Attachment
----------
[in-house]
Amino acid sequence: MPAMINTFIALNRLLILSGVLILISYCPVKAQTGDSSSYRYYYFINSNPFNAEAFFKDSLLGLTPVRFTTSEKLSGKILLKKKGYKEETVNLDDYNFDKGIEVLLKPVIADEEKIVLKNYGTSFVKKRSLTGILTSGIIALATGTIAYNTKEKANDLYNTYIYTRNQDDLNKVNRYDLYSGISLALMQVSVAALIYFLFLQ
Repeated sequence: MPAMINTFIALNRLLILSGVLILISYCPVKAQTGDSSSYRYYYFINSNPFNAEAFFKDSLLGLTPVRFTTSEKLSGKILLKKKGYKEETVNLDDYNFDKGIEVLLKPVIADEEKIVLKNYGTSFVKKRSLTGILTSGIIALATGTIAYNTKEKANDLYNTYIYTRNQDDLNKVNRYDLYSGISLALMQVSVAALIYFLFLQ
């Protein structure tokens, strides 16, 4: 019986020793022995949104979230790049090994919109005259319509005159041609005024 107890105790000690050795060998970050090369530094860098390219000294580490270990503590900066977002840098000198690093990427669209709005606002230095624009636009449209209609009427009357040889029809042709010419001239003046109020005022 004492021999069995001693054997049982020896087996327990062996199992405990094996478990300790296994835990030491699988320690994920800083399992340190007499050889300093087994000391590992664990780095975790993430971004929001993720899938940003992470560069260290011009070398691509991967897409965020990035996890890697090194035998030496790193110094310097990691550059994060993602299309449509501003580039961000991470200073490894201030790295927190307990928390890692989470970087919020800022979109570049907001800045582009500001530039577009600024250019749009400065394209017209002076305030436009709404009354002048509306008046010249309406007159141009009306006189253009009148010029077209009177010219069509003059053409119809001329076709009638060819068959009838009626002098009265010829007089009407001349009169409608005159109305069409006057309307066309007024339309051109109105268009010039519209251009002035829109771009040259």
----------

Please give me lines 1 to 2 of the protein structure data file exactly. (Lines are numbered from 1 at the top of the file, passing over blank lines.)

[in-house]
Amino acid sequence: MPAMINTFIALNRLLILSGVLILISYCPVKAQTGDSSSYRYYYFINSNPFNAEAFFKDSLLGLTPVRFTTSEKLSGKILLKKKGYKEETVNLDDYNFDKGIEVLLKPVIADEEKIVLKNYGTSFVKKRSLTGILTSGIIALATGTIAYNTKEKANDLYNTYIYTRNQDDLNKVNRYDLYSGISLALMQVSVAALIYFLFLQ